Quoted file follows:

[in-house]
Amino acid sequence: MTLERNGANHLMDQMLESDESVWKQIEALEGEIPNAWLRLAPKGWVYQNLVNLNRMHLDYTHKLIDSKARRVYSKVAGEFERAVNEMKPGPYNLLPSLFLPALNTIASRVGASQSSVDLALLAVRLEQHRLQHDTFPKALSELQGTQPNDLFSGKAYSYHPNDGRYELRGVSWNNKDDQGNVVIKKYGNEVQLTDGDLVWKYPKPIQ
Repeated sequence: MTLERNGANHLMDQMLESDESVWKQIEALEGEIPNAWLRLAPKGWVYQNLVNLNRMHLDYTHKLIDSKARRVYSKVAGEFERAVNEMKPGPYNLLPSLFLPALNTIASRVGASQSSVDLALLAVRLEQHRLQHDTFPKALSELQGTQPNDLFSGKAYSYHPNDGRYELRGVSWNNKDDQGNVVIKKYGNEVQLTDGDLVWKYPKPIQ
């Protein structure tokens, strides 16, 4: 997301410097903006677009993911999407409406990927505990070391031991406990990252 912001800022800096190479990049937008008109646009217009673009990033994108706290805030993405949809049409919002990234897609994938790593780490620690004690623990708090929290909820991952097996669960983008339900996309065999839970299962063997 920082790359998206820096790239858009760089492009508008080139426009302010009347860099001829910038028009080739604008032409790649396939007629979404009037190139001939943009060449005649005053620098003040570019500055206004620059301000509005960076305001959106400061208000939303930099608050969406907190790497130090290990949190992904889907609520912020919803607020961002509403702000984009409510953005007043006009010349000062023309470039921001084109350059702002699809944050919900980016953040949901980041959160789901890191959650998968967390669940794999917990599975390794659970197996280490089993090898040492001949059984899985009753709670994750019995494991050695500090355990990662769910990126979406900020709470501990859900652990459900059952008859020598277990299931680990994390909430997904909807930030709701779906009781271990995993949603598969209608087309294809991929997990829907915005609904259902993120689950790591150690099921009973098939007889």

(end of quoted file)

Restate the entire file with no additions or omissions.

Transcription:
[in-house]
Amino acid sequence: MTLERNGANHLMDQMLESDESVWKQIEALEGEIPNAWLRLAPKGWVYQNLVNLNRMHLDYTHKLIDSKARRVYSKVAGEFERAVNEMKPGPYNLLPSLFLPALNTIASRVGASQSSVDLALLAVRLEQHRLQHDTFPKALSELQGTQPNDLFSGKAYSYHPNDGRYELRGVSWNNKDDQGNVVIKKYGNEVQLTDGDLVWKYPKPIQ
Repeated sequence: MTLERNGANHLMDQMLESDESVWKQIEALEGEIPNAWLRLAPKGWVYQNLVNLNRMHLDYTHKLIDSKARRVYSKVAGEFERAVNEMKPGPYNLLPSLFLPALNTIASRVGASQSSVDLALLAVRLEQHRLQHDTFPKALSELQGTQPNDLFSGKAYSYHPNDGRYELRGVSWNNKDDQGNVVIKKYGNEVQLTDGDLVWKYPKPIQ
């Protein structure tokens, strides 16, 4: 997301410097903006677009993911999407409406990927505990070391031991406990990252 912001800022800096190479990049937008008109646009217009673009990033994108706290805030993405949809049409919002990234897609994938790593780490620690004690623990708090929290909820991952097996669960983008339900996309065999839970299962063997 920082790359998206820096790239858009760089492009508008080139426009302010009347860099001829910038028009080739604008032409790649396939007629979404009037190139001939943009060449005649005053620098003040570019500055206004620059301000509005960076305001959106400061208000939303930099608050969406907190790497130090290990949190992904889907609520912020919803607020961002509403702000984009409510953005007043006009010349000062023309470039921001084109350059702002699809944050919900980016953040949901980041959160789901890191959650998968967390669940794999917990599975390794659970197996280490089993090898040492001949059984899985009753709670994750019995494991050695500090355990990662769910990126979406900020709470501990859900652990459900059952008859020598277990299931680990994390909430997904909807930030709701779906009781271990995993949603598969209608087309294809991929997990829907915005609904259902993120689950790591150690099921009973098939007889």